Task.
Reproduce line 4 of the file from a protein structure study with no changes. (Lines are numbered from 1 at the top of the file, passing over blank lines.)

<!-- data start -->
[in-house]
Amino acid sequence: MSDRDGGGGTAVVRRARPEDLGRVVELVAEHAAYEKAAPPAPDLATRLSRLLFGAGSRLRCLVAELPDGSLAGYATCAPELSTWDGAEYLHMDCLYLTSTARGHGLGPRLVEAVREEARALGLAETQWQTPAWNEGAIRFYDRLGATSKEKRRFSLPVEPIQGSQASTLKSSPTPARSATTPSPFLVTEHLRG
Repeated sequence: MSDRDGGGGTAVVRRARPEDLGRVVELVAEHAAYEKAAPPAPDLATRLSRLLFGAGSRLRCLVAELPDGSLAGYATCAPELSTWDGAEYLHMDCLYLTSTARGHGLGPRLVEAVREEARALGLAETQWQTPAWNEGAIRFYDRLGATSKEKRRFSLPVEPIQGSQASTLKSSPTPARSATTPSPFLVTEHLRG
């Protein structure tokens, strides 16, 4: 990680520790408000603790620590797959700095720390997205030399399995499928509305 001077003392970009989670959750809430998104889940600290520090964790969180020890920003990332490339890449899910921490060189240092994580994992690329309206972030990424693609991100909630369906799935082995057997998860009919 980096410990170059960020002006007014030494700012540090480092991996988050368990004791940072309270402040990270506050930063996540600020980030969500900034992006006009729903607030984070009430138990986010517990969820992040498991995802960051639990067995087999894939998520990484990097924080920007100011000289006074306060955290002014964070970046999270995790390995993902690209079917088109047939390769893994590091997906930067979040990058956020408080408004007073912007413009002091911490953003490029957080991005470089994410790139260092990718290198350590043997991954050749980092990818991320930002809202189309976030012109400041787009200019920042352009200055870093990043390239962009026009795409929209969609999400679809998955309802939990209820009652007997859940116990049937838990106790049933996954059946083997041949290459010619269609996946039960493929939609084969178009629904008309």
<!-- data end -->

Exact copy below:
């Protein structure tokens, strides 16, 4: 990680520790408000603790620590797959700095720390997205030399399995499928509305 001077003392970009989670959750809430998104889940600290520090964790969180020890920003990332490339890449899910921490060189240092994580994992690329309206972030990424693609991100909630369906799935082995057997998860009919 980096410990170059960020002006007014030494700012540090480092991996988050368990004791940072309270402040990270506050930063996540600020980030969500900034992006006009729903607030984070009430138990986010517990969820992040498991995802960051639990067995087999894939998520990484990097924080920007100011000289006074306060955290002014964070970046999270995790390995993902690209079917088109047939390769893994590091997906930067979040990058956020408080408004007073912007413009002091911490953003490029957080991005470089994410790139260092990718290198350590043997991954050749980092990818991320930002809202189309976030012109400041787009200019920042352009200055870093990043390239962009026009795409929209969609999400679809998955309802939990209820009652007997859940116990049937838990106790049933996954059946083997041949290459010619269609996946039960493929939609084969178009629904008309």